Remember that POAs must disclose any community restrictions regarding flag display in the disclosure packet. If an association fails to do so and then brings an action against a homeowner for flag display in violation of the association’s rules and/or covenants, the homeowner can assert as a defense that the required disclosure was not contained within the disclosure packet.
Did you happen to miss last month’s Fair Housing Act webinar put on by LeClairRyan’s Liz White and Brian Muse? No problem — the webinar is available for viewing at your convenience. Just click here to be linked to the blog’s "Webinars" section to find links to this webinar as well as all of the team’s other webinars.
If you serve on the board of directors of a property owners’ association or a condominium association, or are a property manager, you need to ensure that you are looking at the correct law – the Property Owners’ Association Act, or the Condominium Act, respectively. Although both acts contain many similar provisions that bear on issues common to both types of associations, on some key issues the provisions of the acts differ, and pose a potential stumbling block to the unwary.
The potential for confusion is especially pronounced among directors in a certain type of association who frequently discuss community association issues with friends who serve as directors of a different type of association (e.g., a director of a property owners’ association discussing issues with a director of a condominium association), as well as property managers who may manage several associations, a few of which may be property owners’ associations, and a few of which may be condominium associations.
For example, § 55.510(F) of the Property Owners’ Association Act provides that a property owners’ association’s “bylaws shall specify an officer or his agent who shall, at least 14 days in advance of any annual or regularly scheduled meeting [of the members]… send to each member notice of the time, place, and purposes of such meeting.”
§ 55.79-75(A) of the Condominium Act, on the other hand, provides that a condominium association’s “bylaws shall specify an officer or his agent who shall, at least 21 days in advance of any annual or regularly scheduled meeting [of the members]… send to each unit owner notice of the time, place, and purposes of such meeting.”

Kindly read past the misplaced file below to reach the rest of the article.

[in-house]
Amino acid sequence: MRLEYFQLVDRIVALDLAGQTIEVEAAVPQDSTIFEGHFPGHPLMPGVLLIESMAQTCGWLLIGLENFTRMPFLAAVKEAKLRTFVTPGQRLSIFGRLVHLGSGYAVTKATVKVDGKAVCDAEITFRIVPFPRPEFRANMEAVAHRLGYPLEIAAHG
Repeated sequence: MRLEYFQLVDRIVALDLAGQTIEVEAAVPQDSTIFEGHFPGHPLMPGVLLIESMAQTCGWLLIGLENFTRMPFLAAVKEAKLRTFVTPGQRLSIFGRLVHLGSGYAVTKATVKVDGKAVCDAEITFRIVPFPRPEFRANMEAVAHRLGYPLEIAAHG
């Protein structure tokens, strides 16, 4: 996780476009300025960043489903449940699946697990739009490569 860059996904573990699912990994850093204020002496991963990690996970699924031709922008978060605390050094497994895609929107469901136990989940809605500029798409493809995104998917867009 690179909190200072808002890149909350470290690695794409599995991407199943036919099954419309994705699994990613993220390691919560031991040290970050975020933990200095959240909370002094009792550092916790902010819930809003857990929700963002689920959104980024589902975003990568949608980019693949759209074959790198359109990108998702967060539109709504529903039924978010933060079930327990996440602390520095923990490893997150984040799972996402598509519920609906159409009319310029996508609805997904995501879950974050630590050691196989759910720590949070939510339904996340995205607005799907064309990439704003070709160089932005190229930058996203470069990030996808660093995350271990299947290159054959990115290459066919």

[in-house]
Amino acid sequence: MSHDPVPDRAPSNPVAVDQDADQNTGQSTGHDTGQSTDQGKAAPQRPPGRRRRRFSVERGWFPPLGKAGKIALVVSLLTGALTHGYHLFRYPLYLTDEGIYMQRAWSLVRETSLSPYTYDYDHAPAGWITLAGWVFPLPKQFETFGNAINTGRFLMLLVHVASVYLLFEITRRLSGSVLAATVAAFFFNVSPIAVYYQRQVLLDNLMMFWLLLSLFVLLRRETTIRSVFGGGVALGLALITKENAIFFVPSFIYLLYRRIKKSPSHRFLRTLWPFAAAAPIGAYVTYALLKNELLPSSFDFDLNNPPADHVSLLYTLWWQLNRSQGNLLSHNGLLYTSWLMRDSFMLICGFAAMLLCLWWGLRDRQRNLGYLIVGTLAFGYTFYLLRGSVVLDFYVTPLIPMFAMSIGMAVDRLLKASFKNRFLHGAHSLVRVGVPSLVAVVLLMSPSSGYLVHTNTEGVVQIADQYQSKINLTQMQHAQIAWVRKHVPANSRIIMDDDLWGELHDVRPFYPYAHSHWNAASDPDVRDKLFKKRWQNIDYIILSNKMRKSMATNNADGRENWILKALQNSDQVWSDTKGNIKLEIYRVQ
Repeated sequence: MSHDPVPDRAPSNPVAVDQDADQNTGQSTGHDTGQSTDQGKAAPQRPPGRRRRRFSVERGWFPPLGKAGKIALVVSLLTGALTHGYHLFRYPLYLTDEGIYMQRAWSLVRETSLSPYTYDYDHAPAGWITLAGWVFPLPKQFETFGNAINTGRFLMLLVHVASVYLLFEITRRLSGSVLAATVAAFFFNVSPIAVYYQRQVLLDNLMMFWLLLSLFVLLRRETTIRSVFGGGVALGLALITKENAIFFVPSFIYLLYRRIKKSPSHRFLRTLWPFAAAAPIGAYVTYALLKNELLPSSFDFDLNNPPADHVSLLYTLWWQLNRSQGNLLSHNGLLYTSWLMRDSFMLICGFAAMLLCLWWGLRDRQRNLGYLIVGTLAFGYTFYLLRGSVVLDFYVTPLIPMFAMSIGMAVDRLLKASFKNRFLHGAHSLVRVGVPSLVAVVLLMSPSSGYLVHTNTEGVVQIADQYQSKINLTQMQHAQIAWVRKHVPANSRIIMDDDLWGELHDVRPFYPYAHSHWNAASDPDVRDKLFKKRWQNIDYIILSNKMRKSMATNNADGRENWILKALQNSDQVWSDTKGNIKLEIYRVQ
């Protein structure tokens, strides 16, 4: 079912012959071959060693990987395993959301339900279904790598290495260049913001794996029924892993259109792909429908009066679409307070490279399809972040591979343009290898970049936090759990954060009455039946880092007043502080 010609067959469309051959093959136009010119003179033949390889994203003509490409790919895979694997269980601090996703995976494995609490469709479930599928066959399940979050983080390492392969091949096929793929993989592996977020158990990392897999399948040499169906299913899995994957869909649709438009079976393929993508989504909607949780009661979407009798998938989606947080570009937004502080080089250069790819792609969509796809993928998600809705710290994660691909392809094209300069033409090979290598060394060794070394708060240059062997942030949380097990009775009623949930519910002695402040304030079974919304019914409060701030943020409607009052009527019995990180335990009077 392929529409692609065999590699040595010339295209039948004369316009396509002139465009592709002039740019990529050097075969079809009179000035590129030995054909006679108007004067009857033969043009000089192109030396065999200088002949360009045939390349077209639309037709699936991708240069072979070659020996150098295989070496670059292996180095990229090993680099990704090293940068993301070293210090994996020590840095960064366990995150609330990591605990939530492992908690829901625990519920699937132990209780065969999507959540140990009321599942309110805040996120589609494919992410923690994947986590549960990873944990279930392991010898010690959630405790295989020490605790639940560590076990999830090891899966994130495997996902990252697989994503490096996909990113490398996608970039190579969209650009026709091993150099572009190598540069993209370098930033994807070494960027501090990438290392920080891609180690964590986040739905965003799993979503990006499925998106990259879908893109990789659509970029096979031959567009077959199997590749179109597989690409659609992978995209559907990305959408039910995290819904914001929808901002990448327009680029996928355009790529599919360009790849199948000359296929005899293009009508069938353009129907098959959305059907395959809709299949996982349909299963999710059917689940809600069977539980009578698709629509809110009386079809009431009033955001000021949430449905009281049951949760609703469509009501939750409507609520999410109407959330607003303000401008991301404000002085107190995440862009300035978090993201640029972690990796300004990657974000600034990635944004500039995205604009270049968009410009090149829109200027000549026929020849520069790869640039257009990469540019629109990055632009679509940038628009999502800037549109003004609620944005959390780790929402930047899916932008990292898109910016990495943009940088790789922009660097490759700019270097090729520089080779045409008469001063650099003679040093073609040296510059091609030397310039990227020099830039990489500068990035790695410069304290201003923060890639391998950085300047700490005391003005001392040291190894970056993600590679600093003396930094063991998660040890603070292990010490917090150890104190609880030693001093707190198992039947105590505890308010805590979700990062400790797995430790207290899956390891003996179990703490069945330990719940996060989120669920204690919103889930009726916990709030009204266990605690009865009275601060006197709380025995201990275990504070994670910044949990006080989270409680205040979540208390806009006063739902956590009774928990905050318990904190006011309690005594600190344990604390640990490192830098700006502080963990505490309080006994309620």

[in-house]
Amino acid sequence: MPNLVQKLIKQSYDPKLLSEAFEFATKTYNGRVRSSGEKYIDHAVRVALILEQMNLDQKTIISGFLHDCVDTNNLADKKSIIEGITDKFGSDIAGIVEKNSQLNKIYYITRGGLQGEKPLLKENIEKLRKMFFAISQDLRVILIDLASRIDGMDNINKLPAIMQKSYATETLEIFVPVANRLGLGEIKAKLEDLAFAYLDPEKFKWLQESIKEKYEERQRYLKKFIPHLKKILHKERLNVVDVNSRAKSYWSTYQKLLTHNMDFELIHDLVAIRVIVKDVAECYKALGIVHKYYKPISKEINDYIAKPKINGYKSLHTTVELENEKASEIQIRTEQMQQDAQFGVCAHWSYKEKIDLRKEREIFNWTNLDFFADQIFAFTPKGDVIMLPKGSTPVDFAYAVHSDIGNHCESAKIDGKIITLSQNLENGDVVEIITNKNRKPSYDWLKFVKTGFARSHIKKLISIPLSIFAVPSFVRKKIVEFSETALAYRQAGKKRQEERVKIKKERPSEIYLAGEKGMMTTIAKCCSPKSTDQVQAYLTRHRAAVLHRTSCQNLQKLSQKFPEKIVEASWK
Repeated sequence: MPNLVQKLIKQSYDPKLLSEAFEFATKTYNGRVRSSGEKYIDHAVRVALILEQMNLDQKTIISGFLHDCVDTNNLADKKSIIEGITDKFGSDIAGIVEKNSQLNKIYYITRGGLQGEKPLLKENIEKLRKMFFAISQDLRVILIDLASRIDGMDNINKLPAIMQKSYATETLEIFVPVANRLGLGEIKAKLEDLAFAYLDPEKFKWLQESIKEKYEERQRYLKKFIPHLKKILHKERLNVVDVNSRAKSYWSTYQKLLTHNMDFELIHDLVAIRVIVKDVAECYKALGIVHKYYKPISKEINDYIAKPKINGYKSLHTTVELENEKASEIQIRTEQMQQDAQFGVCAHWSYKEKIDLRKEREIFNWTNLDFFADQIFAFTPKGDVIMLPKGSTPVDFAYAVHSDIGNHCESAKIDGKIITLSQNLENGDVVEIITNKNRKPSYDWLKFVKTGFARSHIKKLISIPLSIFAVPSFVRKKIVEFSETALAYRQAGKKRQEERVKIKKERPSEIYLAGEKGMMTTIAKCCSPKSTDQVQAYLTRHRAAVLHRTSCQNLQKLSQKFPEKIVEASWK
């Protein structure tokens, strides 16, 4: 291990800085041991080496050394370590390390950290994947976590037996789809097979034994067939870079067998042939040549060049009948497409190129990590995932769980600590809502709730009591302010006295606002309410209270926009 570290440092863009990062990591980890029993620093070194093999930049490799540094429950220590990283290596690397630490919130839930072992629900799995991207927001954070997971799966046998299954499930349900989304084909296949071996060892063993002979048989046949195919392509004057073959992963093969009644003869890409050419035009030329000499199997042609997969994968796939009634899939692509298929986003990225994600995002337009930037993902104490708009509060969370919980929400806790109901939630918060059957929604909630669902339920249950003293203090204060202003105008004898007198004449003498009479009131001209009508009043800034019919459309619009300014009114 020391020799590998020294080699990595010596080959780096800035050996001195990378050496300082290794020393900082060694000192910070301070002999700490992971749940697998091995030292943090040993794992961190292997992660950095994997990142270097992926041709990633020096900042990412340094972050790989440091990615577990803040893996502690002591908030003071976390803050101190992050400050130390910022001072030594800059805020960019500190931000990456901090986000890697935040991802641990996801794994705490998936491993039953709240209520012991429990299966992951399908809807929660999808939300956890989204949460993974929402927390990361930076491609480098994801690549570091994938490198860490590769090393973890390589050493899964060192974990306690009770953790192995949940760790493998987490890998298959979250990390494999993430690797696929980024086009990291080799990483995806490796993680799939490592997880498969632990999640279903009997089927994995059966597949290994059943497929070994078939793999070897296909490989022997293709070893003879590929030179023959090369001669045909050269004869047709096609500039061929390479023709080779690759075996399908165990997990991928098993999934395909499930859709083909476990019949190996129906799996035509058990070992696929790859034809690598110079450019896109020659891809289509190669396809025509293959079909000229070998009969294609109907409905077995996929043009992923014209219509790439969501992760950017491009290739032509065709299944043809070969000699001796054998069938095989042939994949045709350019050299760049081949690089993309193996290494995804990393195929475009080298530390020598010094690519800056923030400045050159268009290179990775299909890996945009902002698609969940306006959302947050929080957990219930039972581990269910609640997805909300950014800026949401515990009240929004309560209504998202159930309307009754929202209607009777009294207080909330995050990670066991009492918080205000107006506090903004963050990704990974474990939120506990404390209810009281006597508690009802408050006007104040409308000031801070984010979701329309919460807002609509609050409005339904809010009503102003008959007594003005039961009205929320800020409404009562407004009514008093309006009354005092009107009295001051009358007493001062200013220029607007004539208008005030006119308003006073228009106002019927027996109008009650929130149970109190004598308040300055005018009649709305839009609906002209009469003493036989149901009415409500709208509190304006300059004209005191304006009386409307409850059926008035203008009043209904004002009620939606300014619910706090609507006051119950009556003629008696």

The two acts differ in their provisions relating to a variety of other issues as well, such as proxies (§ 55-79.77 of the Condominium Act contains detailed provisions concerning proxies that are not found in the Property Owners’ Association Act).
The lesson is that board members and property managers need to pay close attention to the provisions of the specific applicable act, and can not just assume that the provisions of one act apply to the other form of association. When in doubt, always make the safe choice of spending a few minutes to review the provisions of the applicable act. And if you’re ever confused by or unsure of the applicability of a certain provision, don’t hesitate to contact your legal counsel for clarification.
Thank you to all those who participated in our March 31st webinar on POA Disclosure Packets. To follow up, the following are answers to those questions you submitted that were left unanswered at the end of the program. Thank you for your insightful questions!
Q. Is HB 702, the new law regarding time of payment for disclosure packets (effective July 1, 2010), applicable to professionally managed associations as well as self-managed associations?
A. The new law will apply only to self-managed associations. For the time being, professionally-managed associations should continue to ensure that fees for disclosure packets are collected at settlement.
Q. Must a copy of an insurance document or certificate for the Association be included in the disclosure packet, or only a notation of the coverage amount?
A. The disclosure packet must include a "statement setting forth what insurance coverage is provided for all lot owners by the association, including the fidelity bond maintained by the association, and what additional insurance would normally be secured by each individual lot owner." A document from the insurance company is not required.